Joe Whitehorn, American Historian
On the US defense of Baltimore
My background is military historian. I did a lot of work at the Pentagon, which fancied itself as the guiding brain of our forces. And ... there must have been a similar guiding brain in London, Whitehall, that had a vision and a plan for the deployment of all of the assets and resources of the Empire. We tend, in this area, the Chesapeake region, to be very myopic in that context. It's just the burning of Washington and the operations around Baltimore. And people here hardly ever hear what went along our mutual border.
I think most people - and this is a product of our high school and college textbooks - know a great deal more about the Chesapeake ... I daresay few even know things went on in Niagara. Hate to say that, just the way it is. So Baltimore is the defining thing. Of course, our national anthem came out of the defense of Baltimore. And so people are at least aware of that. And then the other is the Battle of New Orleans. And that in folk memory is a tremendous American victory. It's very interesting ... I look at papers from northern New York... people would have learned about the Battle of New Orleans before they learned of the Peace of Ghent. So in a simple farmer's viewpoint, we whipped them and they asked for peace. So it'll be the latter part that the average American is familiar with.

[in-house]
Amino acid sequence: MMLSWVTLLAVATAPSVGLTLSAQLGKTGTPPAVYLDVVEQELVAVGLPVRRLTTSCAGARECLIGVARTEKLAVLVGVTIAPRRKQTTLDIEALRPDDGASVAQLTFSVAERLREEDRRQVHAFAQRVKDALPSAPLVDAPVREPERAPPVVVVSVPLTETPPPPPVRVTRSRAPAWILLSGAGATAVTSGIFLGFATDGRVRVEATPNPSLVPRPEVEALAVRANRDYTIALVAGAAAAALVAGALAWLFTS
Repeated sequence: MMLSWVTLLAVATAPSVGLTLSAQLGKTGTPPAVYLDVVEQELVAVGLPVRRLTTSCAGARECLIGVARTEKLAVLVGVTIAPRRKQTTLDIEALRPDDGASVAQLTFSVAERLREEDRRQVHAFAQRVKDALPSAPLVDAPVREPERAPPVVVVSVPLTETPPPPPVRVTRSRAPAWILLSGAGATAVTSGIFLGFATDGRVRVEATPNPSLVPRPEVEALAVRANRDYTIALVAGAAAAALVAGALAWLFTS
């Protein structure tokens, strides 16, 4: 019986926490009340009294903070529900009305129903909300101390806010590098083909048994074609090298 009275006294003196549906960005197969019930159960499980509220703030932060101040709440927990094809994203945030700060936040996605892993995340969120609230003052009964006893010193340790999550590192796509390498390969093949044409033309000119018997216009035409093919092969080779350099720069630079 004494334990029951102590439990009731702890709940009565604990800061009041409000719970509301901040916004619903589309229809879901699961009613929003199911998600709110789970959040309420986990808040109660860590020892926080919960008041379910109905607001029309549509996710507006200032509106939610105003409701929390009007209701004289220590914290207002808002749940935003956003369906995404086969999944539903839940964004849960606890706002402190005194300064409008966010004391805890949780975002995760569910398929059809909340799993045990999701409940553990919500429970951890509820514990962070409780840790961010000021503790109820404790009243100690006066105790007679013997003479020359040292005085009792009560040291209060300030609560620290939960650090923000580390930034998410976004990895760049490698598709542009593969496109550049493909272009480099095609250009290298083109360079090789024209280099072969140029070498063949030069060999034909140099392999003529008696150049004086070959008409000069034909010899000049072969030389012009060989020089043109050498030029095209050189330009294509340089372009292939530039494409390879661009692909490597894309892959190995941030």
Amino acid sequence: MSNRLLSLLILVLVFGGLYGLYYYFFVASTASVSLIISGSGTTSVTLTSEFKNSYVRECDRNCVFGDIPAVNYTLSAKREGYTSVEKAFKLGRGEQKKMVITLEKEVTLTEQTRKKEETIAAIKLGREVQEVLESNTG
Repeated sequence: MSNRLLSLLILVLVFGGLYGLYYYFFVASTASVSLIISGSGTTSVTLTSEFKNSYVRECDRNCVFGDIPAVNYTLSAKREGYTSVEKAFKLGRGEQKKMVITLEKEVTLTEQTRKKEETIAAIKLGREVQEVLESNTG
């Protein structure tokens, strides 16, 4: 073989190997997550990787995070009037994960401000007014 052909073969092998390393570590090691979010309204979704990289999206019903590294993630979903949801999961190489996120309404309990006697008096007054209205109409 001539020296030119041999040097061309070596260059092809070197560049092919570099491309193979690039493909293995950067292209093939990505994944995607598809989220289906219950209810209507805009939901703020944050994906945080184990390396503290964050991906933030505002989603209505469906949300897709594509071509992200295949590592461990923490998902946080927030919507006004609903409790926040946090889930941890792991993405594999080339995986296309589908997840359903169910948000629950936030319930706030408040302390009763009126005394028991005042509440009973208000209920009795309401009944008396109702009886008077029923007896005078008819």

The man who should get the credit [for the defense of Baltimore] is General Samuel Smith. A remarkable person. He and his brother-in-law were very active in Baltimore commerce, so he had all sorts of tendrils in there. He was the perfect [man] who'd be looked to to defend the city. At the same time, he had a tremendous driving energy. (...)he had the energy to galvanize a disparate, rowdy city population and the area around it, to cajole a state that didn't like him or the people in that city to provide the resources, and he had the military vision to see how the city could and should be defended. So he used terrain... and it's interesting because a lot of it's water, of course. But he understood what the Royal Navy could and could not do in the vicinity of Baltimore, and then deployed his forces accordingly. Trained them magnificently.
I would say, particularly the Baltimore Militia, was as good as any regulars by 1814. If Baltimore had gone under, I think the Madison government could have collapsed, most likely would have been totally discredited. In other words, the worry about the Constitution would have seemed fulfilled: that a government cannot sustain a war. It in essence obviated the fiasco at Washington just a few weeks before.